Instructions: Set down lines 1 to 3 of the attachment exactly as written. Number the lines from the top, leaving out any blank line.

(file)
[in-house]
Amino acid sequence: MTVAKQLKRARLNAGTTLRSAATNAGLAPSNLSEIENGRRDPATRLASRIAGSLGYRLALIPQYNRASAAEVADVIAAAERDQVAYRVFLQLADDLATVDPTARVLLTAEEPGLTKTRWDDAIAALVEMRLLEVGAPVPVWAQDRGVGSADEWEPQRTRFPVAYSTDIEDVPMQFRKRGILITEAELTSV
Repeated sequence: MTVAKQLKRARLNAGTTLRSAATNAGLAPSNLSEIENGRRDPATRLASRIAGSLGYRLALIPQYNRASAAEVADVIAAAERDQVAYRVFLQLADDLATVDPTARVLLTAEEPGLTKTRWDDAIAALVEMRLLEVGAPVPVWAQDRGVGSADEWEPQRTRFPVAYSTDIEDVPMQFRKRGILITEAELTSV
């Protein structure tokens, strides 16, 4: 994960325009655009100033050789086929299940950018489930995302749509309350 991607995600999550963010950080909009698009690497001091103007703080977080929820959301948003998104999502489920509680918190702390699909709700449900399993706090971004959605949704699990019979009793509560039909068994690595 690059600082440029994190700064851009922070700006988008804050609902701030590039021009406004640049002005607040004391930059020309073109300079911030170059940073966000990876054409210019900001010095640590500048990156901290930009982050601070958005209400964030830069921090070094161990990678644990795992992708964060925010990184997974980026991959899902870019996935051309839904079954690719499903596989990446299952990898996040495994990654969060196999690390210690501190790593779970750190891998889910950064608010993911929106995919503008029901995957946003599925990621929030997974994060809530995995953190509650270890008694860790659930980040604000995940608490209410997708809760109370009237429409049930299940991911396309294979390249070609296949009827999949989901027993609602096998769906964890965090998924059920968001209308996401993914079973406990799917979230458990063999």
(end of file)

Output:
[in-house]
Amino acid sequence: MTVAKQLKRARLNAGTTLRSAATNAGLAPSNLSEIENGRRDPATRLASRIAGSLGYRLALIPQYNRASAAEVADVIAAAERDQVAYRVFLQLADDLATVDPTARVLLTAEEPGLTKTRWDDAIAALVEMRLLEVGAPVPVWAQDRGVGSADEWEPQRTRFPVAYSTDIEDVPMQFRKRGILITEAELTSV
Repeated sequence: MTVAKQLKRARLNAGTTLRSAATNAGLAPSNLSEIENGRRDPATRLASRIAGSLGYRLALIPQYNRASAAEVADVIAAAERDQVAYRVFLQLADDLATVDPTARVLLTAEEPGLTKTRWDDAIAALVEMRLLEVGAPVPVWAQDRGVGSADEWEPQRTRFPVAYSTDIEDVPMQFRKRGILITEAELTSV